The IFP strongly dismisses the accusations
that, in the past, it neglected education in rural
KwaZulu-Natal. The accusations have been leveled against the
party by the ANC in the KwaZulu-Natal Provincial Parliament.
“The IFP’s record on education in
KwaZulu-Natal is nothing short of impressive,” said Dr Lionel
Mtshali MPP who leads the IFP caucus in that Parliament and who
served as Minister of Education between 1990 and 1994. “Education
has always been one of our top priorities.”
The erstwhile KwaZulu government itself
invested millions of rands into rural schools, despite the low
per capita allocation of funding towards black education by the
National Party government.
In addition, the former KwaZulu government
went out of its way to secure extensive funding for the
construction and running of schools by donors and sponsors. “Those
schools are still there for everyone to see,” said Dr Mtshali.
The schools were built strictly according
to the need of a particular community on the pillars of
self-help and self-reliance. “The communities had to raise
money themselves in order to claim reimbursement by the
government on a rand-for-rand basis,” said Dr Mtshali.
Similarly, the erstwhile KwaZulu
government secured loans from the Development Bank of Southern
Africa to build James Nxumalo Agricultural High School, Umlazi
ComTech, Ezakheni College of Education, to name a few examples.
The former KwaZulu government also secured
the support and funding from the Eshowe Christian Action Group,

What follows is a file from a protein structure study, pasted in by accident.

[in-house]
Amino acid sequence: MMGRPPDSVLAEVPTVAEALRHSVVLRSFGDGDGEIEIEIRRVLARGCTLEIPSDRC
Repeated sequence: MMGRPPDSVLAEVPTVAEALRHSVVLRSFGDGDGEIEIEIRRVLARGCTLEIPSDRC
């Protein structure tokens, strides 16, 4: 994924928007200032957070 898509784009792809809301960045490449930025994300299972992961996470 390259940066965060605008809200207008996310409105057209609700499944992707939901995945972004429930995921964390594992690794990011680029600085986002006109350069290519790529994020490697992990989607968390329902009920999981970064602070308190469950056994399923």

a project led by Prince Gideon Zulu, as well as the Siyazisiza
Trust, an initiative by Prince Mangosuthu Buthelezi, and the
Some of the most generous contributors
towards schools from the business community were Toyota and
Richards Bay Minerals. Their respective legacies are Ogwini
Comprehensive School, KwaMakhutha High School and Sibusisiwe
High School; and Tisand Comprehensive High School and College.
In addition, the erstwhile KwaZulu
government upgraded a number of Colleges of Education to the
status of tertiary institutions. “Massive sums were poured
into their lecture theatres and accommodation facilities. These
were real achievements,” said Dr Mtshali.
The former KwaZulu government proudly
prioritized technical education. “It is a pity that many of
its flagship Colleges of Education survived only to become white
elephants under the administration of the current Department of
Education,” said Dr Mtshali.
Contact: Dr Lionel Mtshali, 083 256 4902